WE NEED YOUR HELP — Support your hometown newspaper by making a donation.

Major changes for three Oyster Bay businesses


There will be one fewer pit stop for car enthusiasts heading to Cruise Night in Oyster Bay next summer. Obar Auto Parts, on South Street, closed for good last week. Pediatrician Dr. Greg Gulbransen, who has an office down the road from the auto parts store, said he wasn’t certain how long it had been in business, but it felt like a million years.

“I used them,” he said, adding that Obar was the go-to parts store for people who work on their own cars. It was also a hangout of sorts during the summer. “Before Cruise Night each Tuesday night, you’d always see muscle cars pull out in front of the store,” Gulbransen said. “And car enthusiasts would frequently stop there on the way to the show.”

English Country Garden Flowers Ltd.

English Country Garden Flowers, on South Street, inside Dodds and Eder, will also be closing, but not until after what its owners, Cindy and George Mudford, expect will be a robust holiday season. The Mudfords have been serving the Oyster Bay community for the past 25 years. They are the only florists in the hamlet, and their clients include the schools and places of worship.

Cindy grew up in Oyster Bay. When she and George married 34 years ago, they moved to Locust Valley, where three of their four children attended the school district.

Both have decided to retire, but said they would miss their clientele, which Cindy described as their friends. “We have the best clientele you can find anywhere,” she said. “They are friendly and kind. We have been blessed all of these years with good people.”

The Mudfords have felt privileged to witness their customers’ “circle of life,” Cindy said. “We see them from the start of their lives, birth, graduations, college, when they get married. It’s really quite amazing.”

The Mudfords plan to travel and enjoy outdoor activities, like walking their dogs, which they couldn’t do, working six days a week from 9 a.m. to 6 p.m., George said.

But Cindy admits that she hadn’t planned on closing — not just yet. When the couple learned that Dodds & Eder would be closing to relocate early next year, they felt compelled to decide. “We looked at spaces, but the expense of moving would be difficult for us to recoup what it would cost,” Cindy explained, her voice trailing off. “We would need a good amount of space, which is expensive. But you have to embrace change.”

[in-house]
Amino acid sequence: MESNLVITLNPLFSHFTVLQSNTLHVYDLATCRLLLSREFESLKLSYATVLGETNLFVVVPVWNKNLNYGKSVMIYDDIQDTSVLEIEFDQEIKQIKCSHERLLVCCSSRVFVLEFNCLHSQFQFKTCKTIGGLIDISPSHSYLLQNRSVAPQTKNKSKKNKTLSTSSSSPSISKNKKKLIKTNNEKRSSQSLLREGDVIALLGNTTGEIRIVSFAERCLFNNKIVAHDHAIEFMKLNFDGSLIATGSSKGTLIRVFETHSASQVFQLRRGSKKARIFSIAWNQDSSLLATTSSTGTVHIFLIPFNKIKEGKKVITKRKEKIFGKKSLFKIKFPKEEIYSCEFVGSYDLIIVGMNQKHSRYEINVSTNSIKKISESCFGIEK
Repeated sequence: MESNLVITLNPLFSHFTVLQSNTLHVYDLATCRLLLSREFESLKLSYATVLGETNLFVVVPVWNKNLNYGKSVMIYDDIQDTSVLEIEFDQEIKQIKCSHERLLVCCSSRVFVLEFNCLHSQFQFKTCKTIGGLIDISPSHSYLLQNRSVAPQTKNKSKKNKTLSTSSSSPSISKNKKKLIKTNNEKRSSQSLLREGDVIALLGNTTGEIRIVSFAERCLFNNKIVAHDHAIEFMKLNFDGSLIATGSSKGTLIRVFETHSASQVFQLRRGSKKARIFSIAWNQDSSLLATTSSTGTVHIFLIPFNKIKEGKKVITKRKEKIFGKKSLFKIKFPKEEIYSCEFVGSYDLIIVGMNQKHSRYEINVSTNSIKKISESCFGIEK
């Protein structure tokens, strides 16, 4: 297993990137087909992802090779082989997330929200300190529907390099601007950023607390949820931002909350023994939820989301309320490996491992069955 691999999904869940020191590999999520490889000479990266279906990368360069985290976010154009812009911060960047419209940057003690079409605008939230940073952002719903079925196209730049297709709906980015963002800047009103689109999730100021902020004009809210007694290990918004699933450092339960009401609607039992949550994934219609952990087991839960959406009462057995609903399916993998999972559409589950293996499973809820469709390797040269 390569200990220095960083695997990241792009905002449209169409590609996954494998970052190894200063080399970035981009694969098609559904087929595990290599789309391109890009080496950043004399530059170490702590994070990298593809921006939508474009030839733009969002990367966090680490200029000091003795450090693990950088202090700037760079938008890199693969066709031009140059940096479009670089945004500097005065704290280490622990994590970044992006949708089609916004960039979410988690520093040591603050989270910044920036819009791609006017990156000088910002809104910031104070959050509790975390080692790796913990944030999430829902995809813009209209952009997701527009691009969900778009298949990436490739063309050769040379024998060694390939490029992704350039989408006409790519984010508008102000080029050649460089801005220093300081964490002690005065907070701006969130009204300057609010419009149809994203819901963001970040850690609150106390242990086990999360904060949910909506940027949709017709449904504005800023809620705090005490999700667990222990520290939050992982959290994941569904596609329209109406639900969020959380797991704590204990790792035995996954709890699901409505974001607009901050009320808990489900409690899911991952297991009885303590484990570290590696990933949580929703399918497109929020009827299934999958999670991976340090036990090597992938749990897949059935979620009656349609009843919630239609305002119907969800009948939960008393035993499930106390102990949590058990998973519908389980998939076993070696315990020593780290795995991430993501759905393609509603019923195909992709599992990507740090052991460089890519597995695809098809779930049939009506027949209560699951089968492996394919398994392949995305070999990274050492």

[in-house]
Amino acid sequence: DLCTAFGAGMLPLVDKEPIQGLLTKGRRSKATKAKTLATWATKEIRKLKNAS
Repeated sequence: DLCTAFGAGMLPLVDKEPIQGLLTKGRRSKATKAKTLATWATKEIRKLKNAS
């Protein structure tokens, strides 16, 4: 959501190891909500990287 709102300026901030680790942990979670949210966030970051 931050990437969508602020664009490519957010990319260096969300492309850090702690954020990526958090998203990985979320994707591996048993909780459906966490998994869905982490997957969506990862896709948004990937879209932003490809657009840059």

The Mudfords are hoping to sell their business. They have a great clientele and computers, Cindy said, really everything that someone would need to open their own floral shop. It would be so much nicer to know that someone else would be taking over the business that they love.

For now, their plan is to close in January, after they have a big sale.

Dodds & Eder to relocate

Dottie Simons and Carrie Leopold, co-owners of Dodds & Eder, are looking forward to moving the landscape-and-installation firm down the road to where Bernstein’s Home Center and Diamond Fitness are currently housed, at the corner of South and Orchard streets. Construction will soon begin to combine the two businesses into one large space — 7,500 square feet — which will be slightly smaller than the current location but will be perfect for the new product they will promote — outdoor furniture.

The new Dodds & Eder will no longer carry nursery stock — plants, mulch and other garden supplies — except for seasonal and hanging baskets. It will also no longer sell propane. Dodds is the only place in Oyster Bay that carries propane, but Simons said it is a liability because only licensed employees can handle it.

Simons, of Glen Head, and Leopold, of Huntington, will celebrate their five-year anniversary as owners of the business at the end of December. They’ve worked hard to keep the store filled with inventory, which Simons said hasn’t been easy. People tend to shop at big-box stores and online these days, she said.

They have a store in Sag Harbor, too, open from March to October, where they sell outdoor furniture. The new location will be the same size as that store.

“We want to concentrate on what makes money for us,” Simons said. “And we want to reduce the overhead.”

Dodds & Eder will close in early January, and the new location will open in March. They are signing a seven-year lease, so, as Simons said, they aren’t going anywhere.